At the time, the Austin Police Department didn’t have a SWAT team. APD officers could communicate with each other from their cars, but most didn’t have portable radios. Once on foot, an officer was basically on his own.

Day tried leaning out of a third or fourth floor window and shooting toward the top of the tower. After that failed, he and Crum returned to the ground level and came across a Texas Department of Public Safety trooper named W.A. Cowan, who was carrying a handgun and an old Remington .30-caliber rifle. Crum asked if he could use the rifle, and Cowan handed it over.

More officers continued to arrive, including Martinez. Some had reached the building through the campus’ underground tunnels. Cowan, Day and Crum took an elevator to near the top. Soon after, Martinez and an officer named Houston McCoy rode the elevator up, too.

One floor below the observation deck, they found people barricaded in an office. One man, who had visited the tower with his family, was covered in blood. He had encountered the shooter on their way down from the observation deck.

“He’s killed my whole family,” the man said of the sniper.

The tourist tried to grab a weapon from the officers, but the police restrained him and sent him down the elevator with the others. Then, Martinez opened the door to a stairway that led to the observation level.

Crum walked up and asked, “Are you going up?”

“Yes, I am,” Martinez answered.

“Well, you’re not going by yourself.”

Meanwhile, on the ground, students, staff and passers-by were trying their best to help police. Some were warning people not to step outside. Others were hauling off the wounded, many of whom lay bleeding in the scorching August heat.

Bob Higley, a junior at the time, and his friend Clif Drummond, who was student body president, carried 18-year-old Paul Sonntag to a car after Sonntag was shot in the mouth along Guadalupe Street. (Sonntag later died.) During the chaos, Higley said he saw two other men nearby, likely students, hiding behind trees. One was holding ammunition. The other was firing a rifle at the tower.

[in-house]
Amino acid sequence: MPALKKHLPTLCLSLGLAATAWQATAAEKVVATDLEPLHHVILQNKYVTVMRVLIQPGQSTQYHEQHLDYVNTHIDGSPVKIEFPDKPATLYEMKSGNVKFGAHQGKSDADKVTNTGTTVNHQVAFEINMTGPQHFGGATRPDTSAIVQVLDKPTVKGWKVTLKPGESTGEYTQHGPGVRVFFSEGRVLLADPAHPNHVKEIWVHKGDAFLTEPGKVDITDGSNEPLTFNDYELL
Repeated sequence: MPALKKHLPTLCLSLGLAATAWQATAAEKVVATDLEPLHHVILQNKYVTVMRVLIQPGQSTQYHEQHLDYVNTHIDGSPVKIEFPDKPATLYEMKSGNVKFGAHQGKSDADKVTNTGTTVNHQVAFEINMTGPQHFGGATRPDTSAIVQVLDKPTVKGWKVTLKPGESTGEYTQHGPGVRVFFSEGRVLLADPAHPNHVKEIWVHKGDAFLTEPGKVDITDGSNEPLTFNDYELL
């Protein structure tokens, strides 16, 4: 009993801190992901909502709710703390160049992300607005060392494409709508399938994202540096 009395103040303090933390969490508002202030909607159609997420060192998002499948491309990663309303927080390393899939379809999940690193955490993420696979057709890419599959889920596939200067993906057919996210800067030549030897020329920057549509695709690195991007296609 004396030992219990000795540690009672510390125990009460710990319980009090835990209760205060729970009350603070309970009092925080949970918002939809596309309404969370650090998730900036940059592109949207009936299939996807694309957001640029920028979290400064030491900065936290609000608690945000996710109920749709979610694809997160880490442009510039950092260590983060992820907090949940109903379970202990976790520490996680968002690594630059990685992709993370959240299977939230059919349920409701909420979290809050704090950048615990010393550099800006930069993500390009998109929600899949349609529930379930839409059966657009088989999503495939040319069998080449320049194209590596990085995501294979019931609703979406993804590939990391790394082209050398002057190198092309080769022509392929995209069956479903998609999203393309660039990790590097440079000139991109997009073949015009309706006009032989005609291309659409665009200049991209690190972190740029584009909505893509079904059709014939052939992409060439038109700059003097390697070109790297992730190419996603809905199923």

“They had gone to their trucks, they got their shells and they were opening fire,” Higley recalled.

Many on campus that day have similar stories. Forrest Preece, who was stuck in a drugstore on Guadalupe Street, said he remembers seeing two students running across the porch of their fraternity house carrying rifles. During a hearing on the state’s campus carry law in 2015, state Sen. Charles Schwertner, R-Georgetown, said police told his father, a student at the time, to use his rifle to fire at Whitman.

No one managed to hit Whitman, though. The tower provided a safe, comfortable perch.

As Crum and Martinez climbed the stairs, they passed some of Whitman’s first victims. They found a 16-year-old boy and his aunt dead on a landing in the stairwell. Two others — a woman and a young man — were alive but bleeding heavily. They had all been shot as Whitman made his ascent.

On the 28th floor, they found the bloody body of the observation deck receptionist, but couldn’t see the shooter. The lone door to the deck was propped closed by a metal dolly. They shoved the door open and the dolly clanged loudly. Then, Crum with his rifle and Martinez with a pistol stepped outside. Day and McCoy, carrying a shotgun, came out soon after.

Crum turned toward the west, while Martinez headed north on the east side. In his report to police, Crum said he heard footsteps crunching on the chipped limestone on the west side of the deck. He fired a shot straight into the corner wall. But no one rounded the corner.

Moments later, Martinez turned the northeast corner. Whitman was at the other end of the north side, sitting with his back to the wall. A gunfight erupted. Martinez fired his handgun until it ran out of bullets. Whitman shot back, but his rifle was aimed too high. Then, McCoy rounded the corner and fired his shotgun twice. Both blasts hit Whitman in the head. In a surge of adrenaline, Martinez grabbed the shotgun and pumped one more shot into Whitman’s shoulder.

The sniper was dead.

Crum didn’t get a chance to make his phone call home until hours later. His family had been watching television coverage of the shooting. They assumed he had been holed up safely in the bookstore.

Crum’s son, David, said he remembers the call only lasting a minute or two. His mother asked his father a couple of quick questions, “Are you kidding me?” and “Are you alright?”

Then, she hung up, walked into the living room and said, “Your dad was involved in the shooting.”

The family didn’t know the extent until later. When Crum finally came home, he went into a bedroom to talk alone with his wife for what seemed like hours. Then, he walked out and told his children that he had been at the top of the tower. There was no description or harrowing tale. But David, who was 13 at the time, could tell that his dad had experienced something traumatic.